Jenn also has fond memories of Highett and reminded me of Nanna’s amazing porridge, which has never been possible to replicate, possibly due to the exotic bonlac she used in it! Nanna loved telling tales of her children and grandchildren, and Jenn in particular provided her with many laughs... she loved telling the story of the day she found Jenn cleaning her pet kangaroo’s teeth with Grandad’s tooth brush, and the look of sheer horror on his face! Eating fresh apricots from the tree and cooking custard will always remind us all of days spent body surfing at Anglesea and nights filled with Mahjong and 500 while scoffing down Nanna’s crystalized ginger stash.
It can’t be said that Nanna was a traditional granny type. Her cooking was functional at best (though she did a cracker roast, with good crumble and custard to follow). However she was totally tuned in to the world around her and always had something to say about politics…as you’d all know she ran for state parliament as a democrat, back when they were still keeping the bastards honest. Politics was about the only topic that could potentially cause arguments, but she was always more than happy to set people straight and help them to see she was undoubtedly right! We all grew up listening to Nanna loudly listing the inadequacies of any given government, and all the ways they could be doing things better. I know I yell at the tv in just the same tone of voice she used!
All of us, including my children, were taught to play our favourite games by Nanna, so look out if any of us challenge you to a game of 500, scrabble, mahjong, chinese checkers or Mastermind. We’ve been trained by the games Ninja, world-renowned for always having a ‘Yule-rule’ to get her out of a tight spot!!! You’d be nearly cleared in Mahjong, and Nanna would cough, say ‘kong’ at some discard, pause, and then triumphantly say ‘and mahjong!’. Competitive to the end, no quarter was given for age or infirmity... If you couldn’t beat her fair and square then you didn’t win!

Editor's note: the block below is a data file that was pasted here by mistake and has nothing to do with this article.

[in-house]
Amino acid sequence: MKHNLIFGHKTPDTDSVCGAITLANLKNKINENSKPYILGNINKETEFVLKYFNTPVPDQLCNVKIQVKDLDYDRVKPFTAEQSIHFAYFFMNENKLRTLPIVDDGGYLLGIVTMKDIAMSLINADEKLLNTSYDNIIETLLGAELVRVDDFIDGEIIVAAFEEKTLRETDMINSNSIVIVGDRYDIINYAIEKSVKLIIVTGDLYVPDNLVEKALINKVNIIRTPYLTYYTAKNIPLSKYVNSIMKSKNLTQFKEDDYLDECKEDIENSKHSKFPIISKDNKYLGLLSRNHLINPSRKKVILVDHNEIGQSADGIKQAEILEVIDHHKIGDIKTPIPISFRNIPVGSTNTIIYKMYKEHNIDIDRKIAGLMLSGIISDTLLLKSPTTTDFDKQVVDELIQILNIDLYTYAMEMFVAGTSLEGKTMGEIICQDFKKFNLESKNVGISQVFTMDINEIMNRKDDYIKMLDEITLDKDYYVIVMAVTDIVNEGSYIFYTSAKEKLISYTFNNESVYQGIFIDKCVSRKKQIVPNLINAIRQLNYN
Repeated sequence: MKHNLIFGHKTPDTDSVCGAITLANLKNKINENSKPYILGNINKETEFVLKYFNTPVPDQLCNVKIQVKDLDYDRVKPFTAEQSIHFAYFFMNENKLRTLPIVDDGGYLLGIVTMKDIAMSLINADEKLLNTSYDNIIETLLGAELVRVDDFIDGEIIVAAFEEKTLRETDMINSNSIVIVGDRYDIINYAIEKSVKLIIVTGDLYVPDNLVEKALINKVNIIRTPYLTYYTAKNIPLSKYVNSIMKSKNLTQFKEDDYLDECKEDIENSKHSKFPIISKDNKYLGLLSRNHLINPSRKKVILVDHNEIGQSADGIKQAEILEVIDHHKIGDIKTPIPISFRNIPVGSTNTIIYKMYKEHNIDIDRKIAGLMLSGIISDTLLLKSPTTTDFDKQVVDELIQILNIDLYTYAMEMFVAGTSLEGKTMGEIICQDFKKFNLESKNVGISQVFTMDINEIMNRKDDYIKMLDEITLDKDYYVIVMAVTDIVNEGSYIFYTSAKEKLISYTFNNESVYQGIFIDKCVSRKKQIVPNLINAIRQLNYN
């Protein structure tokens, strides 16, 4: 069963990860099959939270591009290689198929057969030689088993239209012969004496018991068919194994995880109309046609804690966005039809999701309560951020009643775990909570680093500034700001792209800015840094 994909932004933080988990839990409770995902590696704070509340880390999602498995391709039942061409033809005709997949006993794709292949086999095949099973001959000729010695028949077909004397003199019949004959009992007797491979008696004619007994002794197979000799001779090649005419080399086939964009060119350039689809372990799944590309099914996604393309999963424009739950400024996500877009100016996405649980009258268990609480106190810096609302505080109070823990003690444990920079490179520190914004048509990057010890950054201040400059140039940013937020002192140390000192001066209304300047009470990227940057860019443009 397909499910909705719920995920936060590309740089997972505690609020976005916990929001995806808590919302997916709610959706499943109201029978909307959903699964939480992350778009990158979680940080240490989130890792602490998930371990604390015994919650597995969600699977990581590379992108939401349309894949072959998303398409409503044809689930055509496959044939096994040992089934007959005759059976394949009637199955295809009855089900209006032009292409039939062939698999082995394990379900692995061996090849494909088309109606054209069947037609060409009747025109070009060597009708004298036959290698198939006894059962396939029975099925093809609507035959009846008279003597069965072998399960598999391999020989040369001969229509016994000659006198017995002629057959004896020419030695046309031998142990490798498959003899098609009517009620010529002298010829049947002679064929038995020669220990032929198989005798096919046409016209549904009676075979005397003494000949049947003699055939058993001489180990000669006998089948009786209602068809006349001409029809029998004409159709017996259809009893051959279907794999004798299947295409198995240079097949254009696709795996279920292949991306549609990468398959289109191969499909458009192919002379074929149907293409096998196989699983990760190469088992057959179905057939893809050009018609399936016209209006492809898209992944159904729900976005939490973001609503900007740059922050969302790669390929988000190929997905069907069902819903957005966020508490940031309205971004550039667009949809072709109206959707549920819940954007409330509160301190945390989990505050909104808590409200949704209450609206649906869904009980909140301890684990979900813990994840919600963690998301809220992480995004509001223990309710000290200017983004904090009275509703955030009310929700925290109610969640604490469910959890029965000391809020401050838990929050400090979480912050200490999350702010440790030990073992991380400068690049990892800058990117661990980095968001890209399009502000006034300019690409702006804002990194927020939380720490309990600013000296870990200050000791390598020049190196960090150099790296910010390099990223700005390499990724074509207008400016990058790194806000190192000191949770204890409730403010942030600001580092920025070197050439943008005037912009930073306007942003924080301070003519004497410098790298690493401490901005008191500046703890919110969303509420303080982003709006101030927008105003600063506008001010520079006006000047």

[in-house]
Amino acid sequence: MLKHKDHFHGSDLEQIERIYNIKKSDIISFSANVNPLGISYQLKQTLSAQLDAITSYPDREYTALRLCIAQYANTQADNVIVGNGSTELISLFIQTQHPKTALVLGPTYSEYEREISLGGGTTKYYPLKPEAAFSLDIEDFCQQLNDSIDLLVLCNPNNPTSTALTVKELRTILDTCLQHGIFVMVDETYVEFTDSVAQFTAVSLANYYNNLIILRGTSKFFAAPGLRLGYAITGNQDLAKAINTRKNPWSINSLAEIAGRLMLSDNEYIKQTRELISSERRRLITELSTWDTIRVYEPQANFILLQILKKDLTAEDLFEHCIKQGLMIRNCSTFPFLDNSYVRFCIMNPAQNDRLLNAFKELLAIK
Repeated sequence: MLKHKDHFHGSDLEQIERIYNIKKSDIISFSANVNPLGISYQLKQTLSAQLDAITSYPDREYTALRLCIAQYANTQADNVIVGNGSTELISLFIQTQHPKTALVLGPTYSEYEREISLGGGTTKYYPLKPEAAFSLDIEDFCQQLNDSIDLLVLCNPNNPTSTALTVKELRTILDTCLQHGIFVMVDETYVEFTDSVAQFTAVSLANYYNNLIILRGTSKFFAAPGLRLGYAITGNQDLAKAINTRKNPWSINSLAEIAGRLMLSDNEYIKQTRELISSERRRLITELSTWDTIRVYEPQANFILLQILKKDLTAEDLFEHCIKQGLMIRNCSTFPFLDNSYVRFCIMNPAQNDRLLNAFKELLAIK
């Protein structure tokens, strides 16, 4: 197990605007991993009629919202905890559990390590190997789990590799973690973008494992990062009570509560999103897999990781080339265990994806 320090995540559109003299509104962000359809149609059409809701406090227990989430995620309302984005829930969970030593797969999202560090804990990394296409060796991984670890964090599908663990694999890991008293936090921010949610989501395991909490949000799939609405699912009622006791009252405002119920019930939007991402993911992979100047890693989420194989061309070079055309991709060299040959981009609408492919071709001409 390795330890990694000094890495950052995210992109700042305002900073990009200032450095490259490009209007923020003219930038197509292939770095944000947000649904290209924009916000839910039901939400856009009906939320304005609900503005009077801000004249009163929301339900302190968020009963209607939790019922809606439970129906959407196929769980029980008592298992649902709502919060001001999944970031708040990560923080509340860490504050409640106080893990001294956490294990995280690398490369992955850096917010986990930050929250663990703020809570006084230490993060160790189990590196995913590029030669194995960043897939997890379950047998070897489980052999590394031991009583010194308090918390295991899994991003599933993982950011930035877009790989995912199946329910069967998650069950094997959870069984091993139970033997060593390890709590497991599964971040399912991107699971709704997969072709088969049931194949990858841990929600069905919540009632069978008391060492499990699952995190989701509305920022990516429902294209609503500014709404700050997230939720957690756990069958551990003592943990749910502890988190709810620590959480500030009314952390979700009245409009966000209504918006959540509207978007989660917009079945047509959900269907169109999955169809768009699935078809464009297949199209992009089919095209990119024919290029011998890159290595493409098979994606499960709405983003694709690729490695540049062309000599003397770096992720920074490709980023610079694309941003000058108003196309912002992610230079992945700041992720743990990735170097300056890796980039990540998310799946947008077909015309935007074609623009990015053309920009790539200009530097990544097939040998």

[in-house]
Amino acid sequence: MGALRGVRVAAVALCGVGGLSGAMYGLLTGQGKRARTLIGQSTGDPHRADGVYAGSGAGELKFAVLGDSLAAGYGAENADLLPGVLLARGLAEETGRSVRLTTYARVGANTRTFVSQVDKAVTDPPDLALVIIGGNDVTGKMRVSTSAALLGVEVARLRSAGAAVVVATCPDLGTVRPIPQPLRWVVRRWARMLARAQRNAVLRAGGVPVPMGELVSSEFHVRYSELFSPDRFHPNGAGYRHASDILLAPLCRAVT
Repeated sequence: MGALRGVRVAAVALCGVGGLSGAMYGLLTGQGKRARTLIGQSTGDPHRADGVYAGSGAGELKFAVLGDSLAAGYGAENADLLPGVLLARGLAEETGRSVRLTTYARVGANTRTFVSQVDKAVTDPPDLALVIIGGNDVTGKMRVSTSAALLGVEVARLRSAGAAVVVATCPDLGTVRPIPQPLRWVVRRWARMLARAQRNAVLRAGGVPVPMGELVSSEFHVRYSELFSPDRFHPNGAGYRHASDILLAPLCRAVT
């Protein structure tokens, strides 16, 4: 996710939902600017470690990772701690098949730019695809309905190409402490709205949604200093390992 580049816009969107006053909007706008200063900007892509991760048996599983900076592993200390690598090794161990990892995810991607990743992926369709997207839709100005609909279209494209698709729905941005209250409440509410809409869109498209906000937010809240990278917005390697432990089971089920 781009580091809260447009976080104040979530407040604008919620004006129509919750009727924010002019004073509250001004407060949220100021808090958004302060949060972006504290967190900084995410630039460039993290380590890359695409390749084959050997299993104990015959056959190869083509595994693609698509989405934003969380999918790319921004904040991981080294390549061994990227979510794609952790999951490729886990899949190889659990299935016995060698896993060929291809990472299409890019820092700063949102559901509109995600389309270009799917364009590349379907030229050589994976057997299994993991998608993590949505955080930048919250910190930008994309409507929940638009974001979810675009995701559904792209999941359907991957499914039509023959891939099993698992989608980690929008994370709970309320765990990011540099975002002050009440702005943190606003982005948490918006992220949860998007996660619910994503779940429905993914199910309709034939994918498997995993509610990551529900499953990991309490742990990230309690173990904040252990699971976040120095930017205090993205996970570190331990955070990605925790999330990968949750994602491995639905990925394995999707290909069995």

We’ve done a tally and the only one of us to actually beat Nanna at scrabble in our last game with her was Deb… even at 94 she ran rings around us! Watching her run her hands through her hair until it was a white mohawk as she tried to guess Finn’s mastermind challenge recently is an image that will stay with me forever. She got the answer, too, looking like a gleeful cockatoo!
However, everything took a back seat to conversation – even scrabble. “Come and talk to me” she would say, patting the chair beside her. The conversations would be wide-ranging and would always seem to meander, but there would be something she wanted to ask about. She always had her own view but she was also keen to hear another perspective.
Nanna was supportive of anything and everything we did… but she wasn’t afraid to tell you what she thought, either. When I was 20 I started up a business making and selling silk and ceramic giftware in a shop/studio in Fitzroy. I’ll never forget Nanna saying ‘It’s a lovely thing to do, darling, but when do you think you might get a job that uses your degree?’ Diane remembers often having to bite her tongue as Nanna told her exactly what she thought of a particular behaviour...the more foolhardy among us (Jenn and I for example) were more likely to fight back than bite our tongues but looking back as adults we can all see how much she shaped us as people. She taught us to value our minds and our education, but we all knew she was proud of us no matter what field our accomplishments were achieved in. Hannah says, “as long as I was happy, she was happy” and Jemimah remembers always feeling special when Grandma clapped her hands and said with genuine joy, excitement and interest “Good for you darling girl!”